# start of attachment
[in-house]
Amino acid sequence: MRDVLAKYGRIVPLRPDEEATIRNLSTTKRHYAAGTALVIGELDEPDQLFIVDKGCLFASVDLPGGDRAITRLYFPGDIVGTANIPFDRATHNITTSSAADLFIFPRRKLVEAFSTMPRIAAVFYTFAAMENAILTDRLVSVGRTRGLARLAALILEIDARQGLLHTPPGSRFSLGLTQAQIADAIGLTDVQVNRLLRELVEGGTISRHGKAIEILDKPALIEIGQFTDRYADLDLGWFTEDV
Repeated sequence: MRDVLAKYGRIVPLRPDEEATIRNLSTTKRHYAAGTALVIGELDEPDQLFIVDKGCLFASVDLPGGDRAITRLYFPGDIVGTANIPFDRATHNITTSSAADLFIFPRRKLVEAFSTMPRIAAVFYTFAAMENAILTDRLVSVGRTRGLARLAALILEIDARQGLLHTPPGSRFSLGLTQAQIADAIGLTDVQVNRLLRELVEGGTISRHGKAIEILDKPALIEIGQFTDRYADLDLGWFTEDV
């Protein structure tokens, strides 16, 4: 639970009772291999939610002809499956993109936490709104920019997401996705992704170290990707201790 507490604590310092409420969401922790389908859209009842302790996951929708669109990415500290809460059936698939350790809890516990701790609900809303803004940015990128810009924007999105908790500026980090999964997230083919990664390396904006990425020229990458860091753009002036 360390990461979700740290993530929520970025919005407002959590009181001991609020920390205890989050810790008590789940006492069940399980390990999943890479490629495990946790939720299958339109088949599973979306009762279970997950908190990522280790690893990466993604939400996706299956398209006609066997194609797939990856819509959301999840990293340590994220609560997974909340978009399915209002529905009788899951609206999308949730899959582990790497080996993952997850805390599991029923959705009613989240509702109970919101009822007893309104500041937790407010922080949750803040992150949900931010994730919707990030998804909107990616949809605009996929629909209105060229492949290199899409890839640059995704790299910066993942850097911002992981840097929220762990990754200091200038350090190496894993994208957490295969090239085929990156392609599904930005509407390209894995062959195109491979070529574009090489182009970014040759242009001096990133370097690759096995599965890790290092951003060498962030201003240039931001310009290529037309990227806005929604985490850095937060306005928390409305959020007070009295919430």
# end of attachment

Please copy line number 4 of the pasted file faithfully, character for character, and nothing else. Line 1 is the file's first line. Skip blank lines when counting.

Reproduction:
């Protein structure tokens, strides 16, 4: 639970009772291999939610002809499956993109936490709104920019997401996705992704170290990707201790 507490604590310092409420969401922790389908859209009842302790996951929708669109990415500290809460059936698939350790809890516990701790609900809303803004940015990128810009924007999105908790500026980090999964997230083919990664390396904006990425020229990458860091753009002036 360390990461979700740290993530929520970025919005407002959590009181001991609020920390205890989050810790008590789940006492069940399980390990999943890479490629495990946790939720299958339109088949599973979306009762279970997950908190990522280790690893990466993604939400996706299956398209006609066997194609797939990856819509959301999840990293340590994220609560997974909340978009399915209002529905009788899951609206999308949730899959582990790497080996993952997850805390599991029923959705009613989240509702109970919101009822007893309104500041937790407010922080949750803040992150949900931010994730919707990030998804909107990616949809605009996929629909209105060229492949290199899409890839640059995704790299910066993942850097911002992981840097929220762990990754200091200038350090190496894993994208957490295969090239085929990156392609599904930005509407390209894995062959195109491979070529574009090489182009970014040759242009001096990133370097690759096995599965890790290092951003060498962030201003240039931001310009290529037309990227806005929604985490850095937060306005928390409305959020007070009295919430």